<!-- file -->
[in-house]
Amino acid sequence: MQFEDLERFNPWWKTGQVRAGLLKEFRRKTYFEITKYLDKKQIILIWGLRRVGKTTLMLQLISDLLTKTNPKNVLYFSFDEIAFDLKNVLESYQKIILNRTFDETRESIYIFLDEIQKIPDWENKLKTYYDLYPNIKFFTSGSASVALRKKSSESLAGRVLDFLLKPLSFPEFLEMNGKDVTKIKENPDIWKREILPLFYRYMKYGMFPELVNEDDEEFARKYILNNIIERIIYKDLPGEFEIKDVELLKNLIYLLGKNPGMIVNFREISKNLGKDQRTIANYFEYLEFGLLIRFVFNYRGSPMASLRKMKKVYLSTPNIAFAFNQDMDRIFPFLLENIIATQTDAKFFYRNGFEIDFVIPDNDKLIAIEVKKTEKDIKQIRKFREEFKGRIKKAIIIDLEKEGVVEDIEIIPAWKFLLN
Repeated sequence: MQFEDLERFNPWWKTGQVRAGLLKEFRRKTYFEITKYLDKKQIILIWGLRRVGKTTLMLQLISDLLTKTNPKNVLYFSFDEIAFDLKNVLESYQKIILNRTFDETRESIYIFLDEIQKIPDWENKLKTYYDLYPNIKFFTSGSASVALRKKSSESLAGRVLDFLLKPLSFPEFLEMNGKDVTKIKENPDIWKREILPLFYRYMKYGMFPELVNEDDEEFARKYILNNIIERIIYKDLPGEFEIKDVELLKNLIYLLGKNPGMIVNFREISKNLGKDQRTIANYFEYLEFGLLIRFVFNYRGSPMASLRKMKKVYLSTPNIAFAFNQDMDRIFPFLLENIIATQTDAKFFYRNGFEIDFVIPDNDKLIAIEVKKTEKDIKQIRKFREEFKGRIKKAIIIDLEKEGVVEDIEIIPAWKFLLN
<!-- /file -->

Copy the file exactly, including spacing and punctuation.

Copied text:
[in-house]
Amino acid sequence: MQFEDLERFNPWWKTGQVRAGLLKEFRRKTYFEITKYLDKKQIILIWGLRRVGKTTLMLQLISDLLTKTNPKNVLYFSFDEIAFDLKNVLESYQKIILNRTFDETRESIYIFLDEIQKIPDWENKLKTYYDLYPNIKFFTSGSASVALRKKSSESLAGRVLDFLLKPLSFPEFLEMNGKDVTKIKENPDIWKREILPLFYRYMKYGMFPELVNEDDEEFARKYILNNIIERIIYKDLPGEFEIKDVELLKNLIYLLGKNPGMIVNFREISKNLGKDQRTIANYFEYLEFGLLIRFVFNYRGSPMASLRKMKKVYLSTPNIAFAFNQDMDRIFPFLLENIIATQTDAKFFYRNGFEIDFVIPDNDKLIAIEVKKTEKDIKQIRKFREEFKGRIKKAIIIDLEKEGVVEDIEIIPAWKFLLN
Repeated sequence: MQFEDLERFNPWWKTGQVRAGLLKEFRRKTYFEITKYLDKKQIILIWGLRRVGKTTLMLQLISDLLTKTNPKNVLYFSFDEIAFDLKNVLESYQKIILNRTFDETRESIYIFLDEIQKIPDWENKLKTYYDLYPNIKFFTSGSASVALRKKSSESLAGRVLDFLLKPLSFPEFLEMNGKDVTKIKENPDIWKREILPLFYRYMKYGMFPELVNEDDEEFARKYILNNIIERIIYKDLPGEFEIKDVELLKNLIYLLGKNPGMIVNFREISKNLGKDQRTIANYFEYLEFGLLIRFVFNYRGSPMASLRKMKKVYLSTPNIAFAFNQDMDRIFPFLLENIIATQTDAKFFYRNGFEIDFVIPDNDKLIAIEVKKTEKDIKQIRKFREEFKGRIKKAIIIDLEKEGVVEDIEIIPAWKFLLN